Wargaming Tradecraft: What to look for when sourcing supplies


What to look for when sourcing supplies

So you're looking to start hobbying, having difficulty finding something specific or just don't want to pay the ridiculous prices some hobby shops charge for things? Well, maybe you need to shop around some more, because supplies can be found all over - if you know where to look. As my other articles go into details about specific tools, I'll give some suggestions on where to find them - in here, are hints and tips on hunting around for the right thing.

What DO you need?

You're going to need a list. At a minimum, you'll want paint, primer, brushes, wire cutters, hobby knife, super glue, plastic glue a water cup of some kind and paper towels. If you already have the basics or want to check out a larger list, take a look under Supplies. (I'll go into detail on each and why as I have time)
Next, you need an idea - an image - a style... Figure out what you'll need for your army, and get an idea of how you want your army to look. That way, as you're hunting around, you can try to picture how what you're seeing could fit with your army.

So you swing by your local gaming store, which will probably have all of the above. What you're looking for isn't availability though - some of what you're looking for are the following things:
  • Am I hunting the right product?
    • ex: side cutters vs wire cutters - there's a difference?
  • Am I at this level yet / Is this safe in MY hands?
    • ex: You don't need a Dremel or a soldering iron when you're just beginning.
    • ex: Kids shouldn't use power tools.
  • Is this the best brand for what I need to do?
    • ex: Citadel Primer vs Krylon Primer
  • Can I afford this?
    • Often (but not always) the greater the price, the greater the quality - BUT not necessarily the product you need.
  • Have I looked around enough?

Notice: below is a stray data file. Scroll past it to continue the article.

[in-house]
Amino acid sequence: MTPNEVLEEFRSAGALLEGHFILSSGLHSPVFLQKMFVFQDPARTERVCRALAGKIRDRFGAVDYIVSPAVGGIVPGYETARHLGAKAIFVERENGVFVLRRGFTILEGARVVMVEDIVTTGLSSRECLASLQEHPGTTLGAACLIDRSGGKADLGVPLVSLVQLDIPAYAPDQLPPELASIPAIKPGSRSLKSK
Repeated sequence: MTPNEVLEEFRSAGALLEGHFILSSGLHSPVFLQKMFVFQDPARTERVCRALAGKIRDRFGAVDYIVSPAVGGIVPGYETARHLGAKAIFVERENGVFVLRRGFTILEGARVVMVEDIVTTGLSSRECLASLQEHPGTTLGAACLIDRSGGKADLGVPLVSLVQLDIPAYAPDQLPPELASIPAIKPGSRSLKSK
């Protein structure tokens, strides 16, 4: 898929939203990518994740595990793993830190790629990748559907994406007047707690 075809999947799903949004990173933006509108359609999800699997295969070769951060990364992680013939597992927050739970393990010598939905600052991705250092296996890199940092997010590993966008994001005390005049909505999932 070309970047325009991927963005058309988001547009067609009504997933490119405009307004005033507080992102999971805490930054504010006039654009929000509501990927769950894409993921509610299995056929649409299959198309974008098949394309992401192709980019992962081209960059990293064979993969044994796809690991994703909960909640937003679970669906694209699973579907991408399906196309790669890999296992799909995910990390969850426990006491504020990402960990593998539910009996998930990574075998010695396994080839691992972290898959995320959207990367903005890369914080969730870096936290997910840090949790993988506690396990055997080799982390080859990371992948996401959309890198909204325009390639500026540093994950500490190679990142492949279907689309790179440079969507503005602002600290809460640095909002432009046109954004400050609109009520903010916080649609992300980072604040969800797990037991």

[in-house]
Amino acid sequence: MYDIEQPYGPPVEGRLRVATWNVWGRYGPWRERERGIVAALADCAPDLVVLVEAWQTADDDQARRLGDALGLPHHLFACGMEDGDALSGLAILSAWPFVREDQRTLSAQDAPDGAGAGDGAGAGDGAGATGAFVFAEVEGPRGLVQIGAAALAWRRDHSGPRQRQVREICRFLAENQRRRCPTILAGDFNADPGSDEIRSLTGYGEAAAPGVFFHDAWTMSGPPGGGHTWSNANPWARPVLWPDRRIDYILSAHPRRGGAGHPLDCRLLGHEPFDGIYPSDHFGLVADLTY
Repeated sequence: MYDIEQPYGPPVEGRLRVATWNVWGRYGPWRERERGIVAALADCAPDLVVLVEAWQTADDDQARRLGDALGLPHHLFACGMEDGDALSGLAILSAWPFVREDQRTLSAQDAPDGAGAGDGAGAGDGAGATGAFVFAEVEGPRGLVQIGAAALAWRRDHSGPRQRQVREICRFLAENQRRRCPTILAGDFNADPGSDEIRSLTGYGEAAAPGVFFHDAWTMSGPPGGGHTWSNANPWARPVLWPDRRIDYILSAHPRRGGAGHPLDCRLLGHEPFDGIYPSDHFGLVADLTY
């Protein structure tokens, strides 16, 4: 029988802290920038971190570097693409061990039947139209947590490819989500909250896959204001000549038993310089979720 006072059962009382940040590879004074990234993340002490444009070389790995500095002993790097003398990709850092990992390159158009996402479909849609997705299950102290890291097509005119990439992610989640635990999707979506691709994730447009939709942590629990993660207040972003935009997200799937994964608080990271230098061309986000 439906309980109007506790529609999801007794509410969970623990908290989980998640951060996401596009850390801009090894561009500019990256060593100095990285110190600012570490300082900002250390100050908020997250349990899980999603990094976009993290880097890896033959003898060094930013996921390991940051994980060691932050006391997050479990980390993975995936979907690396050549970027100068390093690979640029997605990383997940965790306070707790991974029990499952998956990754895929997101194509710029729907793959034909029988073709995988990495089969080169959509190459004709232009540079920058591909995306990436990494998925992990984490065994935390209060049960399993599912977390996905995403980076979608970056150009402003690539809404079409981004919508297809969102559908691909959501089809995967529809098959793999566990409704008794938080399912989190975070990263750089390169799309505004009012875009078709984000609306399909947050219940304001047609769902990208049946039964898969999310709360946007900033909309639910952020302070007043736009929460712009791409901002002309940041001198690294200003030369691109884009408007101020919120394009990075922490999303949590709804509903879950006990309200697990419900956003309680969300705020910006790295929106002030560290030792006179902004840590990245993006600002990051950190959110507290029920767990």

• Specialty items might take some hunting to find, and after 3 or 4 places, you might jump and buy it at the first place you find it.
A final note on the term "availability" - If you have limited transportation / don't want to go around hunting supplies or don't want to wait on ordering / restocking, by all means buy all your supplies from your local gaming store. What they carry usually isn't "bad" - but I guarantee you there is better and cheaper out there.

Am I Hunting the Right Product?

This is what you ask yourself when you reach that aisle full of stuff that looks the same, but is slightly different in some way. To go back to the example of side vs wire cutters, the difference is the thickness of the edge that cuts. Side cutters tend to be large plier sized, and even the small ones aren't too great at getting into the small areas when chopping parts out of sprues. Wire cutters on the other hand, are generally much thinner, come to a finer tip and great at getting into all sorts of small areas.

That's the sort of thing to think of. Rather than get into specific product differences, this is a thinking exercise - be aware of what you're buying and don't assume that everything will work the same. Try to picture yourself using it.

READ the packaging. Even I'm taken in by "Ooo, I could use that!" sometimes. Not too long ago I bought some picks with all sorts of thoughts about creating scratch marks, cleaning, and such - skipping right over the word "aluminum." Naturally, the first time I tried them out, the pick bent 90 degrees backward and not a scratch on the mini.

Oh, and don't worry if you buy the wrong thing - most stores have a return period, and if you decide to hang onto it, you probably will find a use for it eventually. I don't know what I'm going to do with those crappy picks though.

Should I buy this?